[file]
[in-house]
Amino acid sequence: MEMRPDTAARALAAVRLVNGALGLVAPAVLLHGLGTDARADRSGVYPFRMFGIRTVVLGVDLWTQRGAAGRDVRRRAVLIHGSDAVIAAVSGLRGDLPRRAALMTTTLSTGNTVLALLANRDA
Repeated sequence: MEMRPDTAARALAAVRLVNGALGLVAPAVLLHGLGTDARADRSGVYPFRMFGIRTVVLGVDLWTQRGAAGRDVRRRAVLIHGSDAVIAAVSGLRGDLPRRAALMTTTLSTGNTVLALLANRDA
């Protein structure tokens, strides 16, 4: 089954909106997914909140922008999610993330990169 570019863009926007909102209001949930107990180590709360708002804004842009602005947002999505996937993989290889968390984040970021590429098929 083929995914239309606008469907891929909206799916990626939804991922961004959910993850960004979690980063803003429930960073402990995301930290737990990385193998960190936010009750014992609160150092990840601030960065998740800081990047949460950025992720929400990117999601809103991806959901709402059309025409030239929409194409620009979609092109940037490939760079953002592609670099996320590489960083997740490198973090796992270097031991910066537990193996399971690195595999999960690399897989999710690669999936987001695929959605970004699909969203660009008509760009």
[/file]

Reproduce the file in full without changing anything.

[in-house]
Amino acid sequence: MEMRPDTAARALAAVRLVNGALGLVAPAVLLHGLGTDARADRSGVYPFRMFGIRTVVLGVDLWTQRGAAGRDVRRRAVLIHGSDAVIAAVSGLRGDLPRRAALMTTTLSTGNTVLALLANRDA
Repeated sequence: MEMRPDTAARALAAVRLVNGALGLVAPAVLLHGLGTDARADRSGVYPFRMFGIRTVVLGVDLWTQRGAAGRDVRRRAVLIHGSDAVIAAVSGLRGDLPRRAALMTTTLSTGNTVLALLANRDA
């Protein structure tokens, strides 16, 4: 089954909106997914909140922008999610993330990169 570019863009926007909102209001949930107990180590709360708002804004842009602005947002999505996937993989290889968390984040970021590429098929 083929995914239309606008469907891929909206799916990626939804991922961004959910993850960004979690980063803003429930960073402990995301930290737990990385193998960190936010009750014992609160150092990840601030960065998740800081990047949460950025992720929400990117999601809103991806959901709402059309025409030239929409194409620009979609092109940037490939760079953002592609670099996320590489960083997740490198973090796992270097031991910066537990193996399971690195595999999960690399897989999710690669999936987001695929959605970004699909969203660009008509760009």